$4.5 billion-pipeline will become operational in 2020 and will deliver gas from Azerbaijan’s Shah Deniz II field to southern Italy

    Video California Celebration Showcases Local Wines, Balloons

    Annual festival showcases the region's harvested agriculture, fine wines and offers opportunities to experience the gentle breeze in a hot air balloon flight

    This forum has been closed.
    Comments
         
    There are no comments in this forum. Be first and add one

    By the Numbers

    Featured Videos

    Your JavaScript is turned off or you have an old version of Adobe's Flash Player. Get the latest Flash player.
    Vietnamese-American Youth Optimistic About Obama's Visit to Vietnami
    X
    Elizabeth Lee
    May 22, 2016 6:04 AM
    U.S. President Barack Obama's visit to Vietnam later this month comes at a time when Vietnam is seeking stronger ties with the United States. Many Vietnamese Americans, especially the younger generation, are optimistic Obama’s trip will help further reconciliation between the two former foes. Elizabeth Lee has more from the community called "Little Saigon" located south of Los Angeles.
    Video

    Video Vietnamese-American Youth Optimistic About Obama's Visit to Vietnam

    U.S. President Barack Obama's visit to Vietnam later this month comes at a time when Vietnam is seeking stronger ties with the United States. Many Vietnamese Americans, especially the younger generation, are optimistic Obama’s trip will help further reconciliation between the two former foes. Elizabeth Lee has more from the community called "Little Saigon" located south of Los Angeles.
    Video

    Video First-generation, Afghan-American Student Sets Sights on Basketball Glory

    Their parents are immigrants to the United States. They are kids who live between two worlds -- their parents' homeland and the U.S. For many of them, they feel most "American" at school. It can be tricky balancing both worlds. In this report, produced by Beth Mendelson, Arash Arabasadi tells us about one Afghan-American student who seems to be coping -- one shot at a time.
    Video

    Video Newest US Citizens, Writing the Next Great Chapter

    While universities across the United States honor their newest graduates this Friday, many immigrants in downtown Manhattan are celebrating, too. One hundred of them, representing 31 countries across four continents, graduated as U.S. citizens, joining the ranks of 680,000 others every year in New York and cities around the country.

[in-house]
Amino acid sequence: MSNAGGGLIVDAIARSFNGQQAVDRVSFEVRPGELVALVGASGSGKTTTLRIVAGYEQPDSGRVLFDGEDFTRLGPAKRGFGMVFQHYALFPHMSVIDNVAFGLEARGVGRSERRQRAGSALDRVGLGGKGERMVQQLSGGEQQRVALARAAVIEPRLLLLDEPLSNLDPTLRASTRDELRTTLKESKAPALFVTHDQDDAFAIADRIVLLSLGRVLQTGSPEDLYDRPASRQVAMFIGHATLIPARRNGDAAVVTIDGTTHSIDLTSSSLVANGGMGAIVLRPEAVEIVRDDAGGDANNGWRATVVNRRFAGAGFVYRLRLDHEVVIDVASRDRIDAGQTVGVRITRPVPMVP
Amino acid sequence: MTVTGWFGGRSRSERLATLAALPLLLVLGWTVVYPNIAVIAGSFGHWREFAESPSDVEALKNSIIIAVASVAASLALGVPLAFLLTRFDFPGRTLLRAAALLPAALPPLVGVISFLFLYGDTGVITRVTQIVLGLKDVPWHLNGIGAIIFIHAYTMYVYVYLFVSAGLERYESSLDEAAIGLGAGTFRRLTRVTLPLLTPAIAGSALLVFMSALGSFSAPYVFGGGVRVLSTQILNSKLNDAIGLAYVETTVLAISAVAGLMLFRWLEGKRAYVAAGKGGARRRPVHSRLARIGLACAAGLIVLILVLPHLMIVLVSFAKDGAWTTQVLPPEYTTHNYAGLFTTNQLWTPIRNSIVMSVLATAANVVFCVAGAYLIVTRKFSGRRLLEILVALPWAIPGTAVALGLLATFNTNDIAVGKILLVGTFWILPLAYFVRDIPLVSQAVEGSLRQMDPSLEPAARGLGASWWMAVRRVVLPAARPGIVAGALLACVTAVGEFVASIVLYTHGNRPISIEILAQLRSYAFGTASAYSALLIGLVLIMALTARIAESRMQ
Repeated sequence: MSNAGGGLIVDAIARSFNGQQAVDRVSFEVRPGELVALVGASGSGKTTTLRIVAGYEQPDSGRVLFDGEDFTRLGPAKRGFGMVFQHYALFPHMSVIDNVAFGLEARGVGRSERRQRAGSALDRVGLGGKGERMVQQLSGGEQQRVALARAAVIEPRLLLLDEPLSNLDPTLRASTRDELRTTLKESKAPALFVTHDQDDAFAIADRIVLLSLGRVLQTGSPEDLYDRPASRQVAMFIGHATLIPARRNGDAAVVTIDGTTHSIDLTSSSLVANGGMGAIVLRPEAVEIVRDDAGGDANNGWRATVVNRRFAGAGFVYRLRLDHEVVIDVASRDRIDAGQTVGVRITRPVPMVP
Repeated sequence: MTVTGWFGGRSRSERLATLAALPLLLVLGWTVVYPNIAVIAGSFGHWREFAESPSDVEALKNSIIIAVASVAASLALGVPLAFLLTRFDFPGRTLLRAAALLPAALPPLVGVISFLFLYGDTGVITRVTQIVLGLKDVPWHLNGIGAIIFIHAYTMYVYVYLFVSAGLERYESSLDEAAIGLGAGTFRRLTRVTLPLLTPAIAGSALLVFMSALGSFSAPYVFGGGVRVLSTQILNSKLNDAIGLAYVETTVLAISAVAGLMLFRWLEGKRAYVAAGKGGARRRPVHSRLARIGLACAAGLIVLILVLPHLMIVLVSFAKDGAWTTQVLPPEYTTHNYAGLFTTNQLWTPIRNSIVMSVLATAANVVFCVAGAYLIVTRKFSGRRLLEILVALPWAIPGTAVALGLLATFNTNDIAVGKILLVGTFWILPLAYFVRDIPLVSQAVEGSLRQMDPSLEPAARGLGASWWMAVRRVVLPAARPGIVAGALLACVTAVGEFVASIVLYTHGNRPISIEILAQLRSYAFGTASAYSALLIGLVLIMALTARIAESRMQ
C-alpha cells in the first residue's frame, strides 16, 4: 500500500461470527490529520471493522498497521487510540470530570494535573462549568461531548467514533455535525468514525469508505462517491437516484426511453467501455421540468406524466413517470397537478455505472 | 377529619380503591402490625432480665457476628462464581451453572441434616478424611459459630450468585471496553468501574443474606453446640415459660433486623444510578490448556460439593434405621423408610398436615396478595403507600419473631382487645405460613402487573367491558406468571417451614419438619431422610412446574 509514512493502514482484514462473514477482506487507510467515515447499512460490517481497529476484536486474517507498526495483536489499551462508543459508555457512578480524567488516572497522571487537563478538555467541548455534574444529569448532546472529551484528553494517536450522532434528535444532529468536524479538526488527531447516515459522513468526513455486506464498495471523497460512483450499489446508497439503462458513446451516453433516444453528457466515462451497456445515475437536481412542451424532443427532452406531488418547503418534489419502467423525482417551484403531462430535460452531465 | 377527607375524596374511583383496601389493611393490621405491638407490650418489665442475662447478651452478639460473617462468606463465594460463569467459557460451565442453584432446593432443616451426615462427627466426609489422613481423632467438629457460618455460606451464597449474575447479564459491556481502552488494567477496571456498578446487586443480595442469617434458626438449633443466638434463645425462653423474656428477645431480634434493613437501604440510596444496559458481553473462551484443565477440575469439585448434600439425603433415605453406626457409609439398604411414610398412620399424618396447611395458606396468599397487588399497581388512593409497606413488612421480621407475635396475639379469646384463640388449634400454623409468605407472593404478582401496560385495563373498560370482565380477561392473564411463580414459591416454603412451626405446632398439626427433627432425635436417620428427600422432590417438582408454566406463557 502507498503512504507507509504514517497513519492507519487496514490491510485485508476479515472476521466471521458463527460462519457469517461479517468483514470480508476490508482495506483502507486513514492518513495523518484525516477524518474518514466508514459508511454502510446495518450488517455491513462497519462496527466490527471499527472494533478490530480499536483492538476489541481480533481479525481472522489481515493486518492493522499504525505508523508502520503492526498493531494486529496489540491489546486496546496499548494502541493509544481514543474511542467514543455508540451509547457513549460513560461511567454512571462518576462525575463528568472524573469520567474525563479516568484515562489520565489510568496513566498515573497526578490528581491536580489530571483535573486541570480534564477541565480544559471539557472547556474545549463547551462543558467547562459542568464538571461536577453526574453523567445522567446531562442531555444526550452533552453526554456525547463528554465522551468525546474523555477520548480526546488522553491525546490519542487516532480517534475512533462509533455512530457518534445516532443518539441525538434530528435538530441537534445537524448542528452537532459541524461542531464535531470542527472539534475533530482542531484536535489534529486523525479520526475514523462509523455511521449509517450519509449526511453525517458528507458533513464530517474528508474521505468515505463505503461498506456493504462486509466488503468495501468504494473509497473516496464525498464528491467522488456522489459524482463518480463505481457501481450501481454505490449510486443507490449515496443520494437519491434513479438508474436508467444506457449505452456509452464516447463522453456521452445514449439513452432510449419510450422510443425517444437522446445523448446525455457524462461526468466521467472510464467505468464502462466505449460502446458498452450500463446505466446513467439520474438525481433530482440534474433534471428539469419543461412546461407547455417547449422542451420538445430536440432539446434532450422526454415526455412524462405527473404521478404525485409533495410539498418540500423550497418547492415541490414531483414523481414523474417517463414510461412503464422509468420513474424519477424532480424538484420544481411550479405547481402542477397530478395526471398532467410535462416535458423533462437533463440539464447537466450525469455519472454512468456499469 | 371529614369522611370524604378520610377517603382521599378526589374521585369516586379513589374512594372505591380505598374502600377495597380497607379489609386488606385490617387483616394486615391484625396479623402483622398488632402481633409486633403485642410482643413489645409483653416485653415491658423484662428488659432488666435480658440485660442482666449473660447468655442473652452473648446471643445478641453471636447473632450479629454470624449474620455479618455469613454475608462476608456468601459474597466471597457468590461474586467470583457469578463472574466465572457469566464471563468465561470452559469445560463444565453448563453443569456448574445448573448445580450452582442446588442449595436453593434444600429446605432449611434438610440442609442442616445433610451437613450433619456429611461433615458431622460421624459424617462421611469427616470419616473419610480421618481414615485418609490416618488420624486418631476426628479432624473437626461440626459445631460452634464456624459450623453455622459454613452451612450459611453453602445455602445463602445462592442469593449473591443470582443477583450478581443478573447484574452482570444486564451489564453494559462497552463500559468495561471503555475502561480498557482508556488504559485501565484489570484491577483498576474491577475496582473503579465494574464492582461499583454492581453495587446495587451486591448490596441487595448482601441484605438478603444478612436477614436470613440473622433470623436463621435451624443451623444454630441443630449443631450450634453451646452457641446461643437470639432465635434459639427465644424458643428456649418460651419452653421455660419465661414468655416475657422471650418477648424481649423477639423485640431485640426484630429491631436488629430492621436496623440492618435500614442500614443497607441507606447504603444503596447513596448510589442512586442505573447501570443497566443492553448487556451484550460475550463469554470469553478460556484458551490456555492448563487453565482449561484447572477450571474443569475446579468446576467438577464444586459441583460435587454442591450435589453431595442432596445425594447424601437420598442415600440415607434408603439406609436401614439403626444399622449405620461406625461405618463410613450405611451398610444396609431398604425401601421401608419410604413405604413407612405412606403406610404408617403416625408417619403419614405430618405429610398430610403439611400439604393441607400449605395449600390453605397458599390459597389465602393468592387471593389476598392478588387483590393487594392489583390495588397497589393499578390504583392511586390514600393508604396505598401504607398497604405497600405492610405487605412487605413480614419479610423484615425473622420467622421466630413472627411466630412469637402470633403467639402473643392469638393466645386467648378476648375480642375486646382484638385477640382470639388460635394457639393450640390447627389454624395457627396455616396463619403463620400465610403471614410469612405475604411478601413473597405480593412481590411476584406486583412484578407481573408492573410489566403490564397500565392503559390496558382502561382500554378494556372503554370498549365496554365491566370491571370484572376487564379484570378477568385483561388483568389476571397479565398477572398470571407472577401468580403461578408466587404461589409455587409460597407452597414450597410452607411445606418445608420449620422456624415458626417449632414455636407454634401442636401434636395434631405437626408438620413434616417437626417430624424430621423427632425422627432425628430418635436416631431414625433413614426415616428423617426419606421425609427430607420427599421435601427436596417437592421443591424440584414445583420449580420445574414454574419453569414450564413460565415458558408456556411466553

Video

    Video Vietnam Sees Strong Economic Growth Despite Incomplete Reforms

    Vietnam has transformed its communist economy to become one of the world's fastest-growing nations. While the reforms are incomplete, multinational corporations see a profitable future in Vietnam and have made major investments -- as VOA's Jim Randle reports.
    Video

    Video Qatar Denies World Cup Corruption

    The head of Qatar’s organizing committee for the 2022 World Cup insists his country's bid to host the soccer tournament was completely clean, despite the corruption scandals that have rocked the sport’s governing body, FIFA. Hassan Al-Thawadi also said new laws would offer protection to migrants working on World Cup construction projects. VOA's Henry Ridgwell reports.
    Video

    Video Infrastructure Funding Puts Cambodia on Front Line of International Politics

    When leaders of the world’s seven most developed economies meet in Japan next week, demands for infrastructure investment world wide will be high on the agenda. Japanese Prime Minister Shinzo Abe’s push for “quality infrastructure investment” throughout Asia has been widely viewed as a counter to the rise of Chinese investment flooding into region.
    Video

    Video Democrats Fear Party Unity a Casualty in Clinton-Sanders Battle

    Democratic presidential front-runner Hillary Clinton claimed a narrow victory in Tuesday's Kentucky primary even as rival Bernie Sanders won in Oregon. Tensions between the two campaigns are rising, prompting fears that the party will have a difficult time unifying to face the presumptive Republican nominee, Donald Trump. VOA national correspondent Jim Malone has more from Washington.
    Video

    Video Portrait of a Transgender Marriage: Husband and Wife Navigate New Roles

    As controversy continues in North Carolina over the use of public bathrooms by transgender individuals, personal struggles with gender identity that were once secret are now coming to light. VOA’s Tina Trinh explored the ramifications for one couple as part of trans.formation, a series of stories on transgender issues.
    Video

    Video Amerikan Hero Flips Stereotype of Middle Eastern Character

    An Iranian American comedian is hoping to connect with American audiences through a film that inverts some of Hollywood's stereotypes about Middle Eastern characters. Sama Dizayee reports.
    Video

    Video Budding Young Inventors Tackle City's Problems with 3-D Printing

    Every city has problems, and local officials and politicians are often frustrated by their inability to solve them. But surprising solutions can come from unexpected places. Students in Baltimore. Maryland, took up the challenge to solve problems they identified in their city, and came up with projects and products to make a difference. VOA's June Soh has more on a digital fabrication competition primarily focused on 3-D design and printing. Carol Pearson narrates.

    Special Report

    Adrift The Invisible African Diaspora